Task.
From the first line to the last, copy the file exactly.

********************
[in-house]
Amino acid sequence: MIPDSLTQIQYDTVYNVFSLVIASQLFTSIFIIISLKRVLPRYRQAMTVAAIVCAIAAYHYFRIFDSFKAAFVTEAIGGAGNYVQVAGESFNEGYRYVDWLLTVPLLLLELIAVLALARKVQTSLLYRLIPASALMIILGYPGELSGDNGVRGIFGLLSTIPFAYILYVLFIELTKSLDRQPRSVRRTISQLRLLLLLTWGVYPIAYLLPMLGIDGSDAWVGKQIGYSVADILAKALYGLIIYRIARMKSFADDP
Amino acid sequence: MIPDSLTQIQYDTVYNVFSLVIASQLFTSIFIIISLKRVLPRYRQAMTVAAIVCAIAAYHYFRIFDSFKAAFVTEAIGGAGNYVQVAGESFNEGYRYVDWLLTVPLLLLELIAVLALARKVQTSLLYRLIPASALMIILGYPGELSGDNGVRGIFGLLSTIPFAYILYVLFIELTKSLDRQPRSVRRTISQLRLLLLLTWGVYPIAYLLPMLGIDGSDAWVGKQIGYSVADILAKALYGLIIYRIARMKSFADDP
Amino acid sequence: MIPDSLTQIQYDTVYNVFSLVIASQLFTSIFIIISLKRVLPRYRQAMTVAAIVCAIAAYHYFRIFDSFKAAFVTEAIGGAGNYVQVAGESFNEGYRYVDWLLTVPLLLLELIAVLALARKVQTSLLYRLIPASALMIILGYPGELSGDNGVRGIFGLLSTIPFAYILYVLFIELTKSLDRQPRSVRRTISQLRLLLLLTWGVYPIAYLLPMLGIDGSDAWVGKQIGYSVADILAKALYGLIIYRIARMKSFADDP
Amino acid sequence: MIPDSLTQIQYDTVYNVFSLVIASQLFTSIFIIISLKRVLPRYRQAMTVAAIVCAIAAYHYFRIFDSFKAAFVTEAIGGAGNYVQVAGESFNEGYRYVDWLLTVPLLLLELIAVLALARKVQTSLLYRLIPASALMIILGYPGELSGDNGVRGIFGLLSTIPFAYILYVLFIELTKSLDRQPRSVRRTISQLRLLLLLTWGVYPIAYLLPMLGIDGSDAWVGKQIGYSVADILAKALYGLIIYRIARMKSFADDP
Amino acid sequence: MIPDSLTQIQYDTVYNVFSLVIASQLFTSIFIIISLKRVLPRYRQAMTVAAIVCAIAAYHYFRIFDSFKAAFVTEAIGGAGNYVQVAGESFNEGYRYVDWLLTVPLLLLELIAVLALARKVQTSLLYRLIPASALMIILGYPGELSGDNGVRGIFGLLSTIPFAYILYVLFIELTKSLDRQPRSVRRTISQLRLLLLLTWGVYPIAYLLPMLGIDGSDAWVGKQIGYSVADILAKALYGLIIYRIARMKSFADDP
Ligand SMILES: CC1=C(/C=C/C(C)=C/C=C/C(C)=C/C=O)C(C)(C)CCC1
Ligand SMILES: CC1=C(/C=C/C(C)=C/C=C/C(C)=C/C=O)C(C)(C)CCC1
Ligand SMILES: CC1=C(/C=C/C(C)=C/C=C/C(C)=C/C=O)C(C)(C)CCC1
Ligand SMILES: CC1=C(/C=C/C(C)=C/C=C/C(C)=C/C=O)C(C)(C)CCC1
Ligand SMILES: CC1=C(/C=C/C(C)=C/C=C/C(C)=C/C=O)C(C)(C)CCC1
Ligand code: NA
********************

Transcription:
[in-house]
Amino acid sequence: MIPDSLTQIQYDTVYNVFSLVIASQLFTSIFIIISLKRVLPRYRQAMTVAAIVCAIAAYHYFRIFDSFKAAFVTEAIGGAGNYVQVAGESFNEGYRYVDWLLTVPLLLLELIAVLALARKVQTSLLYRLIPASALMIILGYPGELSGDNGVRGIFGLLSTIPFAYILYVLFIELTKSLDRQPRSVRRTISQLRLLLLLTWGVYPIAYLLPMLGIDGSDAWVGKQIGYSVADILAKALYGLIIYRIARMKSFADDP
Amino acid sequence: MIPDSLTQIQYDTVYNVFSLVIASQLFTSIFIIISLKRVLPRYRQAMTVAAIVCAIAAYHYFRIFDSFKAAFVTEAIGGAGNYVQVAGESFNEGYRYVDWLLTVPLLLLELIAVLALARKVQTSLLYRLIPASALMIILGYPGELSGDNGVRGIFGLLSTIPFAYILYVLFIELTKSLDRQPRSVRRTISQLRLLLLLTWGVYPIAYLLPMLGIDGSDAWVGKQIGYSVADILAKALYGLIIYRIARMKSFADDP
Amino acid sequence: MIPDSLTQIQYDTVYNVFSLVIASQLFTSIFIIISLKRVLPRYRQAMTVAAIVCAIAAYHYFRIFDSFKAAFVTEAIGGAGNYVQVAGESFNEGYRYVDWLLTVPLLLLELIAVLALARKVQTSLLYRLIPASALMIILGYPGELSGDNGVRGIFGLLSTIPFAYILYVLFIELTKSLDRQPRSVRRTISQLRLLLLLTWGVYPIAYLLPMLGIDGSDAWVGKQIGYSVADILAKALYGLIIYRIARMKSFADDP
Amino acid sequence: MIPDSLTQIQYDTVYNVFSLVIASQLFTSIFIIISLKRVLPRYRQAMTVAAIVCAIAAYHYFRIFDSFKAAFVTEAIGGAGNYVQVAGESFNEGYRYVDWLLTVPLLLLELIAVLALARKVQTSLLYRLIPASALMIILGYPGELSGDNGVRGIFGLLSTIPFAYILYVLFIELTKSLDRQPRSVRRTISQLRLLLLLTWGVYPIAYLLPMLGIDGSDAWVGKQIGYSVADILAKALYGLIIYRIARMKSFADDP
Amino acid sequence: MIPDSLTQIQYDTVYNVFSLVIASQLFTSIFIIISLKRVLPRYRQAMTVAAIVCAIAAYHYFRIFDSFKAAFVTEAIGGAGNYVQVAGESFNEGYRYVDWLLTVPLLLLELIAVLALARKVQTSLLYRLIPASALMIILGYPGELSGDNGVRGIFGLLSTIPFAYILYVLFIELTKSLDRQPRSVRRTISQLRLLLLLTWGVYPIAYLLPMLGIDGSDAWVGKQIGYSVADILAKALYGLIIYRIARMKSFADDP
Ligand SMILES: CC1=C(/C=C/C(C)=C/C=C/C(C)=C/C=O)C(C)(C)CCC1
Ligand SMILES: CC1=C(/C=C/C(C)=C/C=C/C(C)=C/C=O)C(C)(C)CCC1
Ligand SMILES: CC1=C(/C=C/C(C)=C/C=C/C(C)=C/C=O)C(C)(C)CCC1
Ligand SMILES: CC1=C(/C=C/C(C)=C/C=C/C(C)=C/C=O)C(C)(C)CCC1
Ligand SMILES: CC1=C(/C=C/C(C)=C/C=C/C(C)=C/C=O)C(C)(C)CCC1
Ligand code: NA